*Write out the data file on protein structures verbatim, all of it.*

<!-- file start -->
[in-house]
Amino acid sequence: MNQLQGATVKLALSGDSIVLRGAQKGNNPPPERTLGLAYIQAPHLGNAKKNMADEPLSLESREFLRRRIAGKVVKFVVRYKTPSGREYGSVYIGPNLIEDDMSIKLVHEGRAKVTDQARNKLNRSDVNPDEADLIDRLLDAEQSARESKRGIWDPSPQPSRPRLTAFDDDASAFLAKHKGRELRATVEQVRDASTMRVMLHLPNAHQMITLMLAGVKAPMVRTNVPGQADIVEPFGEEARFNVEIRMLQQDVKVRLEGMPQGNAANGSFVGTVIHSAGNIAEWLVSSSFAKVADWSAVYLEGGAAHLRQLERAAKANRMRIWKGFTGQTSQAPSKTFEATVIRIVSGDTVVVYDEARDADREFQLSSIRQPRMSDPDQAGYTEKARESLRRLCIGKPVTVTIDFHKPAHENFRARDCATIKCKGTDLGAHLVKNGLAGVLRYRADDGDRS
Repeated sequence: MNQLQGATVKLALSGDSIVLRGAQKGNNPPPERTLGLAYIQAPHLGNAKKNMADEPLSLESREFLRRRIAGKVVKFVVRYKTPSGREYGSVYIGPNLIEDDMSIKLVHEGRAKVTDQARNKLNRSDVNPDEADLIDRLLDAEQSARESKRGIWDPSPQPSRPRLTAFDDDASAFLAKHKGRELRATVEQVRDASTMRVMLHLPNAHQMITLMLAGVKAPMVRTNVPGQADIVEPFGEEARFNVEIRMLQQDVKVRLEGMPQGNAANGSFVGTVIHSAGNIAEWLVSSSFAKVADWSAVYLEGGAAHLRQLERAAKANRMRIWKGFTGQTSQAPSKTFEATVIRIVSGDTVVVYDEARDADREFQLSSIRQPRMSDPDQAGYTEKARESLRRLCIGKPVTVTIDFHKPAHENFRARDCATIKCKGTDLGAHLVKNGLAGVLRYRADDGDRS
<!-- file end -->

[in-house]
Amino acid sequence: MNQLQGATVKLALSGDSIVLRGAQKGNNPPPERTLGLAYIQAPHLGNAKKNMADEPLSLESREFLRRRIAGKVVKFVVRYKTPSGREYGSVYIGPNLIEDDMSIKLVHEGRAKVTDQARNKLNRSDVNPDEADLIDRLLDAEQSARESKRGIWDPSPQPSRPRLTAFDDDASAFLAKHKGRELRATVEQVRDASTMRVMLHLPNAHQMITLMLAGVKAPMVRTNVPGQADIVEPFGEEARFNVEIRMLQQDVKVRLEGMPQGNAANGSFVGTVIHSAGNIAEWLVSSSFAKVADWSAVYLEGGAAHLRQLERAAKANRMRIWKGFTGQTSQAPSKTFEATVIRIVSGDTVVVYDEARDADREFQLSSIRQPRMSDPDQAGYTEKARESLRRLCIGKPVTVTIDFHKPAHENFRARDCATIKCKGTDLGAHLVKNGLAGVLRYRADDGDRS
Repeated sequence: MNQLQGATVKLALSGDSIVLRGAQKGNNPPPERTLGLAYIQAPHLGNAKKNMADEPLSLESREFLRRRIAGKVVKFVVRYKTPSGREYGSVYIGPNLIEDDMSIKLVHEGRAKVTDQARNKLNRSDVNPDEADLIDRLLDAEQSARESKRGIWDPSPQPSRPRLTAFDDDASAFLAKHKGRELRATVEQVRDASTMRVMLHLPNAHQMITLMLAGVKAPMVRTNVPGQADIVEPFGEEARFNVEIRMLQQDVKVRLEGMPQGNAANGSFVGTVIHSAGNIAEWLVSSSFAKVADWSAVYLEGGAAHLRQLERAAKANRMRIWKGFTGQTSQAPSKTFEATVIRIVSGDTVVVYDEARDADREFQLSSIRQPRMSDPDQAGYTEKARESLRRLCIGKPVTVTIDFHKPAHENFRARDCATIKCKGTDLGAHLVKNGLAGVLRYRADDGDRS